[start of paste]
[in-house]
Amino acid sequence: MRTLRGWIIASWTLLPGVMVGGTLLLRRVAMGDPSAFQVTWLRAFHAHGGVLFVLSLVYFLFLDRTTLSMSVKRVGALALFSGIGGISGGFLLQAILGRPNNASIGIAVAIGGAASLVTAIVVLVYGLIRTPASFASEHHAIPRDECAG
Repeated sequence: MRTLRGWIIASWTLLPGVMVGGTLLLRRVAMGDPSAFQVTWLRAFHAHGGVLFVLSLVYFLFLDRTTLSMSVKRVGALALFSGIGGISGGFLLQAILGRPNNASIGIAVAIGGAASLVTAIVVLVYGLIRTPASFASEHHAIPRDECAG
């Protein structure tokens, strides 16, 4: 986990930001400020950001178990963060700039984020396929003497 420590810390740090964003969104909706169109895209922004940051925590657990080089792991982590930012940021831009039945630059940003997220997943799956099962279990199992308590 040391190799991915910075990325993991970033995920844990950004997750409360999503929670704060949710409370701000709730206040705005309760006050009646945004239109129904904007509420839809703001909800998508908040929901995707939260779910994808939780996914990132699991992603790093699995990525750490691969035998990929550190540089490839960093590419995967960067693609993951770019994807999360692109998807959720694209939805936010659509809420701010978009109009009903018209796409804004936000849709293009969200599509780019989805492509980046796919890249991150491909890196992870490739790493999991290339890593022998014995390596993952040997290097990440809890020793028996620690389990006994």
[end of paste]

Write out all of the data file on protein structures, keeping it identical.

[in-house]
Amino acid sequence: MRTLRGWIIASWTLLPGVMVGGTLLLRRVAMGDPSAFQVTWLRAFHAHGGVLFVLSLVYFLFLDRTTLSMSVKRVGALALFSGIGGISGGFLLQAILGRPNNASIGIAVAIGGAASLVTAIVVLVYGLIRTPASFASEHHAIPRDECAG
Repeated sequence: MRTLRGWIIASWTLLPGVMVGGTLLLRRVAMGDPSAFQVTWLRAFHAHGGVLFVLSLVYFLFLDRTTLSMSVKRVGALALFSGIGGISGGFLLQAILGRPNNASIGIAVAIGGAASLVTAIVVLVYGLIRTPASFASEHHAIPRDECAG
């Protein structure tokens, strides 16, 4: 986990930001400020950001178990963060700039984020396929003497 420590810390740090964003969104909706169109895209922004940051925590657990080089792991982590930012940021831009039945630059940003997220997943799956099962279990199992308590 040391190799991915910075990325993991970033995920844990950004997750409360999503929670704060949710409370701000709730206040705005309760006050009646945004239109129904904007509420839809703001909800998508908040929901995707939260779910994808939780996914990132699991992603790093699995990525750490691969035998990929550190540089490839960093590419995967960067693609993951770019994807999360692109998807959720694209939805936010659509809420701010978009109009009903018209796409804004936000849709293009969200599509780019989805492509980046796919890249991150491909890196992870490739790493999991290339890593022998014995390596993952040997290097990440809890020793028996620690389990006994």